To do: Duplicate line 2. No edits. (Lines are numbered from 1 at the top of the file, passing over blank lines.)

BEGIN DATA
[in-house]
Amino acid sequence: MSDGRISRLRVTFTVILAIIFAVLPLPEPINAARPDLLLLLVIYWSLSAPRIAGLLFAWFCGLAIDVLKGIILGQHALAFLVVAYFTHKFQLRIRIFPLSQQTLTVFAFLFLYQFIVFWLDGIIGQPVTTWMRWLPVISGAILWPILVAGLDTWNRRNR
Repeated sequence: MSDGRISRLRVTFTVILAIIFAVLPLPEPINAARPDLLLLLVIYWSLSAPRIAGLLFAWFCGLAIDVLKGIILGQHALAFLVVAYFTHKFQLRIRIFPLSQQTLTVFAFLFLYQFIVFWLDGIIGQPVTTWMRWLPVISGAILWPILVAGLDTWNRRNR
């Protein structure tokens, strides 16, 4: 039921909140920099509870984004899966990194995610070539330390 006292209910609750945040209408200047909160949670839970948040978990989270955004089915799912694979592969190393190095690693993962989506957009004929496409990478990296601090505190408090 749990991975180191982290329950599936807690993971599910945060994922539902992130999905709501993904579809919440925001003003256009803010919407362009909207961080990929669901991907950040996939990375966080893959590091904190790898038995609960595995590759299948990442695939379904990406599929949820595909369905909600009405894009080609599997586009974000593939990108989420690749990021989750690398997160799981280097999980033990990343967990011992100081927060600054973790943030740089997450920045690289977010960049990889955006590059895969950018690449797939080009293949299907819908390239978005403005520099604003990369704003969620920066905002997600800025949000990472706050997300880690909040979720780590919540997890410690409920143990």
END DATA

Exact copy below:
Amino acid sequence: MSDGRISRLRVTFTVILAIIFAVLPLPEPINAARPDLLLLLVIYWSLSAPRIAGLLFAWFCGLAIDVLKGIILGQHALAFLVVAYFTHKFQLRIRIFPLSQQTLTVFAFLFLYQFIVFWLDGIIGQPVTTWMRWLPVISGAILWPILVAGLDTWNRRNR